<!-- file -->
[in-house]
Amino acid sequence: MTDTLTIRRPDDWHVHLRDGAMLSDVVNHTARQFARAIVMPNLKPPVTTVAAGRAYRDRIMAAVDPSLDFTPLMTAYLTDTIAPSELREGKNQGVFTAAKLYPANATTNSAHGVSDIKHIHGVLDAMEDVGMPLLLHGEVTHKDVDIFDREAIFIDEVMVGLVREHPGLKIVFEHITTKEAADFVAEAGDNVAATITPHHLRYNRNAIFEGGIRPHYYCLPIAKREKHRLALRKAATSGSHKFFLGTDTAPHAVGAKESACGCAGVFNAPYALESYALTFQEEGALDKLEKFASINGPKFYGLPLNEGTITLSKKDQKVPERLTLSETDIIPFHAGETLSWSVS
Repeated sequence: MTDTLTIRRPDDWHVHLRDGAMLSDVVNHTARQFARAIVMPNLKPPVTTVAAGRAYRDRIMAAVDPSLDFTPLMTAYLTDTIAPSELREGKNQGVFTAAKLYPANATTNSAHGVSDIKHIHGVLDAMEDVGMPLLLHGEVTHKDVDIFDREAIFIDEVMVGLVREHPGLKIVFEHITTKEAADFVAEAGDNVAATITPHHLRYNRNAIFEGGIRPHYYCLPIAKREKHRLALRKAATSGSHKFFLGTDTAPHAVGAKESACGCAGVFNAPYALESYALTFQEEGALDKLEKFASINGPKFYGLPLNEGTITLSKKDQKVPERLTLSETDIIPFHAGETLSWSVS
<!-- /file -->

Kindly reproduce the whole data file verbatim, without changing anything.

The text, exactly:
[in-house]
Amino acid sequence: MTDTLTIRRPDDWHVHLRDGAMLSDVVNHTARQFARAIVMPNLKPPVTTVAAGRAYRDRIMAAVDPSLDFTPLMTAYLTDTIAPSELREGKNQGVFTAAKLYPANATTNSAHGVSDIKHIHGVLDAMEDVGMPLLLHGEVTHKDVDIFDREAIFIDEVMVGLVREHPGLKIVFEHITTKEAADFVAEAGDNVAATITPHHLRYNRNAIFEGGIRPHYYCLPIAKREKHRLALRKAATSGSHKFFLGTDTAPHAVGAKESACGCAGVFNAPYALESYALTFQEEGALDKLEKFASINGPKFYGLPLNEGTITLSKKDQKVPERLTLSETDIIPFHAGETLSWSVS
Repeated sequence: MTDTLTIRRPDDWHVHLRDGAMLSDVVNHTARQFARAIVMPNLKPPVTTVAAGRAYRDRIMAAVDPSLDFTPLMTAYLTDTIAPSELREGKNQGVFTAAKLYPANATTNSAHGVSDIKHIHGVLDAMEDVGMPLLLHGEVTHKDVDIFDREAIFIDEVMVGLVREHPGLKIVFEHITTKEAADFVAEAGDNVAATITPHHLRYNRNAIFEGGIRPHYYCLPIAKREKHRLALRKAATSGSHKFFLGTDTAPHAVGAKESACGCAGVFNAPYALESYALTFQEEGALDKLEKFASINGPKFYGLPLNEGTITLSKKDQKVPERLTLSETDIIPFHAGETLSWSVS